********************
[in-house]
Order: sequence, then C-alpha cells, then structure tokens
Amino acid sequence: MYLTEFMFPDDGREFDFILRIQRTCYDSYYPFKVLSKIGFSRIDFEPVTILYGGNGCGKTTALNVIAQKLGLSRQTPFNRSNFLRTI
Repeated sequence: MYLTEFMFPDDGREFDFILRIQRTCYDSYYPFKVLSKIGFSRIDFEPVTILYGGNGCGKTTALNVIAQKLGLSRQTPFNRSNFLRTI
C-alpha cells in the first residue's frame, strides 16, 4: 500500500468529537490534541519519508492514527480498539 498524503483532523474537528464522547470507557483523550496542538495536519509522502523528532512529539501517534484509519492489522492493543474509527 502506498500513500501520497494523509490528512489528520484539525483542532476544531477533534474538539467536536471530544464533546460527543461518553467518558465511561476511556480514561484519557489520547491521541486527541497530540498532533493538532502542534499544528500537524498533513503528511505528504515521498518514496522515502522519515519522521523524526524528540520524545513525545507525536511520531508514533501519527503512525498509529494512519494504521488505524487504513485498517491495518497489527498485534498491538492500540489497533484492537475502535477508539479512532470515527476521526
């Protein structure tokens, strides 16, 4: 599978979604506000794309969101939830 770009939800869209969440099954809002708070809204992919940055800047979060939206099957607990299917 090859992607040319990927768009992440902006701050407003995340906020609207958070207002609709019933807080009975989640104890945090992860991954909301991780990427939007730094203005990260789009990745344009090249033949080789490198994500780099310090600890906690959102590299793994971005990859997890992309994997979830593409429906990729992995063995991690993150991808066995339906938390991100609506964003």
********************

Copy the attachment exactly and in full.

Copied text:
[in-house]
Order: sequence, then C-alpha cells, then structure tokens
Amino acid sequence: MYLTEFMFPDDGREFDFILRIQRTCYDSYYPFKVLSKIGFSRIDFEPVTILYGGNGCGKTTALNVIAQKLGLSRQTPFNRSNFLRTI
Repeated sequence: MYLTEFMFPDDGREFDFILRIQRTCYDSYYPFKVLSKIGFSRIDFEPVTILYGGNGCGKTTALNVIAQKLGLSRQTPFNRSNFLRTI
C-alpha cells in the first residue's frame, strides 16, 4: 500500500468529537490534541519519508492514527480498539 498524503483532523474537528464522547470507557483523550496542538495536519509522502523528532512529539501517534484509519492489522492493543474509527 502506498500513500501520497494523509490528512489528520484539525483542532476544531477533534474538539467536536471530544464533546460527543461518553467518558465511561476511556480514561484519557489520547491521541486527541497530540498532533493538532502542534499544528500537524498533513503528511505528504515521498518514496522515502522519515519522521523524526524528540520524545513525545507525536511520531508514533501519527503512525498509529494512519494504521488505524487504513485498517491495518497489527498485534498491538492500540489497533484492537475502535477508539479512532470515527476521526
């Protein structure tokens, strides 16, 4: 599978979604506000794309969101939830 770009939800869209969440099954809002708070809204992919940055800047979060939206099957607990299917 090859992607040319990927768009992440902006701050407003995340906020609207958070207002609709019933807080009975989640104890945090992860991954909301991780990427939007730094203005990260789009990745344009090249033949080789490198994500780099310090600890906690959102590299793994971005990859997890992309994997979830593409429906990729992995063995991690993150991808066995339906938390991100609506964003």